Insulating the foundation

the pit

the pit

There is now a big pit against my foundation where the gas pipe heads under ground. This has been hand dug in advance of the mini-excavator, which will show up in 2.5 weeks and will finish digging the pit around my foundation. This part had to be dug by hand, because believe-you-me – hitting a gas pipe with an excavator is a big deal! It wasn’t too hard to dig – I’m pretty good with a shovel and Gil and Osh both put in a couple of hours too. For a pit about 4 feet deep by 8 feet long by 4 feet wide, I figure it was about 8 (wo)man-hours of work. The big thing is motivation – so much easier to kick back with a lemonade than start, though pretty hard to quit once you are going, too. I am loathe to do any more by hand, though, since I know the excavator is coming. Actually the big pain is all the big concrete blocks thrown in when they backfilled originally.

But that is the pit, what’s the whole story here? I’ve been planning external insulation of the foundation since I bought the place. It was built in the days when you didn’t insulate the slab or basement, except on the inside when you finished it for living, and that lets lots of heat out through the floor and walls of the basement. Not too bad, since the earth helps keep temperature swings smaller – the deep ground temperature in Anchorage is about 36 F year round, instead of -20F to 80F outside air temp, but bad enough. I like external insulation on a foundation wall for a number of reasons, the main being that it keeps the masonry inside the insulation layer, letting it serve as thermal mass in the heated building. My favorite technique is passive annual heat storage, but I can’t really do that full blown here.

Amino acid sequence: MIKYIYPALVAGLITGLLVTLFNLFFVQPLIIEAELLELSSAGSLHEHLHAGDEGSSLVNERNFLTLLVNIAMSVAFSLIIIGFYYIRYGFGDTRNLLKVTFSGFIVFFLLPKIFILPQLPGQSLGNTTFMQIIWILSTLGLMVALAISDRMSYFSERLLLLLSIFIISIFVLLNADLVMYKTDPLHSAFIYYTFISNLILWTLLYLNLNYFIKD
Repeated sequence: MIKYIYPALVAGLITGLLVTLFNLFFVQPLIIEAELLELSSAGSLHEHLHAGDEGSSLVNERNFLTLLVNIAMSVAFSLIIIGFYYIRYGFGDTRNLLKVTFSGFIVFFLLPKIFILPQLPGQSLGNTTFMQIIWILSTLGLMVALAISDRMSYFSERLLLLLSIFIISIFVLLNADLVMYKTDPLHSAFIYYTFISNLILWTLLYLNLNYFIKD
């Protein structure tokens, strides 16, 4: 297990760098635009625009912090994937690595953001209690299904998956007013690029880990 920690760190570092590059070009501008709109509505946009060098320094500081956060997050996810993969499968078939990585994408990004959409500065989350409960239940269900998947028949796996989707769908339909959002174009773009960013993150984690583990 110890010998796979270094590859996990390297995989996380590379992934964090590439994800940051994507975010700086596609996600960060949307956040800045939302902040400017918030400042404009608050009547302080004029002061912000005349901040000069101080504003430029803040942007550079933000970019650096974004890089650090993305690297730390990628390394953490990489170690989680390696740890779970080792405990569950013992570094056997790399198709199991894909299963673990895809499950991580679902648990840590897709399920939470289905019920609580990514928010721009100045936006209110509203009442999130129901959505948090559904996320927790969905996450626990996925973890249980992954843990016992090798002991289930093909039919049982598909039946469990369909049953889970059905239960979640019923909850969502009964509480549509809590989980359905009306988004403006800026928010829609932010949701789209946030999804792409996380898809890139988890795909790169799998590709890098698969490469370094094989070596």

So in May I finally got my home energy audit for the state’s rebate program, and not surprisingly, foundation insulation is by far the most cost effective measure I can take to save heating energy at home – more than insulating the upper walls and attic more, WAY more than replacing doors or windows. My computer-printed recommendations include adding R-14 to the basement walls, then going out 2 feet around the perimeter of the slab. I am doing a slightly buffer version of this – I am going down 4 feet below grade and also doing the 3 feet of concrete block wall above grade, then going out with the insulation 4 feet once I am down 4 feet. I am using 4 inches of blueboard for approximately R-20 added. This should trap quite a bit of the heat of the basement in. The state program’s computer printout indicated that the installed materials cost should be about $2300, partly because they have me covering less square footage with less R-value insulation, but also I think they have underestimated. The break-even point is calculated at $7000, and that is about what it is going to cost me – ~$4700 for 102 sheets of 2″x4’x8′ Dow blueboard (extruded polystyrene) delivered from Lowes, a bit over $1000 for excavator rental, ~$700 for hired friends’ labor, and misc. for adhesive, stucco, flashing, waterproofing membrane/tar if needed, etc (probably a bit more than $7000 in the end), but I will have achieved a higher insulation value than that assumed in the end too. I will get money back from the state program for this. That amount is dependent on how many energy points I go up for all the work I do in the next year or so (18 months from my first energy audit), how much I spend, and is capped – no more than $10,000 total, but quite likely less. My auditor said I am at a cusp and it will be fairly easy to recover $4000 for anything I do.
I did a quick calculation given the heating degree days in Anchorage, an assumed current insulation value of about R-10 on the basement walls, an upgrade to R-30, the local cost of gas (grossly about a buck a therm), a boiler efficiency of 82% – and got a payback of about 35 years, or a savings of about 2.5% of the installed cost every year in gas bills. I may have made some errors, as it really should be more than this I believe. One obvious error is assuming that the cost of gas is not going to go up. I’ll try to ferret that out a bit better, but the real test will be real utility bills. The interplay of thermal mass and thermal resistance of the ground messes with the straight-forwardness of an R-value thermal conductance static problem.

Cost of efficiency measures

Cost of efficiency measures

This graphic (unreadable – I know) came from today and was from a report on efficiency being likely underestimated as a negative cost (i.e. it pays you) way to achieve meaningful carbon cuts. Basement insulation is on there – about smack dab in the middle.